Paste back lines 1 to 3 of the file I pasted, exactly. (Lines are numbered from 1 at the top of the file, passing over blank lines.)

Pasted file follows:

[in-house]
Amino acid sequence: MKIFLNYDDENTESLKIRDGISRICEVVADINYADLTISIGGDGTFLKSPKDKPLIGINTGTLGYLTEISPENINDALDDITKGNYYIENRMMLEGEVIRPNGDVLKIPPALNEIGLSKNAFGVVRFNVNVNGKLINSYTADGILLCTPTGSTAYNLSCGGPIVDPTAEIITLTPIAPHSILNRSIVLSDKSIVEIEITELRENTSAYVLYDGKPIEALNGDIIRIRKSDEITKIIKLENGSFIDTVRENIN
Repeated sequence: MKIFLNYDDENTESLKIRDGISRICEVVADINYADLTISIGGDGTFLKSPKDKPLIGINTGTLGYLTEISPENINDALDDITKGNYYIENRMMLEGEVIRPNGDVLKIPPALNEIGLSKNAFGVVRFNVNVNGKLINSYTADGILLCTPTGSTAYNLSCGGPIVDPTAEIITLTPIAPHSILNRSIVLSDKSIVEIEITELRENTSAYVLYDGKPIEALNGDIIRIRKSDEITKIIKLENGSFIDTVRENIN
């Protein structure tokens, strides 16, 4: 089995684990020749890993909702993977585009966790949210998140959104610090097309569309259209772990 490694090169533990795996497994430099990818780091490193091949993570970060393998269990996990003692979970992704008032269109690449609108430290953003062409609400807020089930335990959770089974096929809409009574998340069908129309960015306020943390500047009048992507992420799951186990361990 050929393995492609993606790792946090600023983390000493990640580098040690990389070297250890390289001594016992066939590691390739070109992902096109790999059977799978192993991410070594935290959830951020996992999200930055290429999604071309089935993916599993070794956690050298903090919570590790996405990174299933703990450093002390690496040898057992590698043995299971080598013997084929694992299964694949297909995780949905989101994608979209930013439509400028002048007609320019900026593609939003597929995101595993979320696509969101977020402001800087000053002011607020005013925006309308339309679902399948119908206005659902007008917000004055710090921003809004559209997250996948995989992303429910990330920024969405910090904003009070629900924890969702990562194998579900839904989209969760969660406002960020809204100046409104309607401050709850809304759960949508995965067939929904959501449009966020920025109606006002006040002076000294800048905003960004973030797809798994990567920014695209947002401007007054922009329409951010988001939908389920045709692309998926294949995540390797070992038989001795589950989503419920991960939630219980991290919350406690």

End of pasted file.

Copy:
[in-house]
Amino acid sequence: MKIFLNYDDENTESLKIRDGISRICEVVADINYADLTISIGGDGTFLKSPKDKPLIGINTGTLGYLTEISPENINDALDDITKGNYYIENRMMLEGEVIRPNGDVLKIPPALNEIGLSKNAFGVVRFNVNVNGKLINSYTADGILLCTPTGSTAYNLSCGGPIVDPTAEIITLTPIAPHSILNRSIVLSDKSIVEIEITELRENTSAYVLYDGKPIEALNGDIIRIRKSDEITKIIKLENGSFIDTVRENIN
Repeated sequence: MKIFLNYDDENTESLKIRDGISRICEVVADINYADLTISIGGDGTFLKSPKDKPLIGINTGTLGYLTEISPENINDALDDITKGNYYIENRMMLEGEVIRPNGDVLKIPPALNEIGLSKNAFGVVRFNVNVNGKLINSYTADGILLCTPTGSTAYNLSCGGPIVDPTAEIITLTPIAPHSILNRSIVLSDKSIVEIEITELRENTSAYVLYDGKPIEALNGDIIRIRKSDEITKIIKLENGSFIDTVRENIN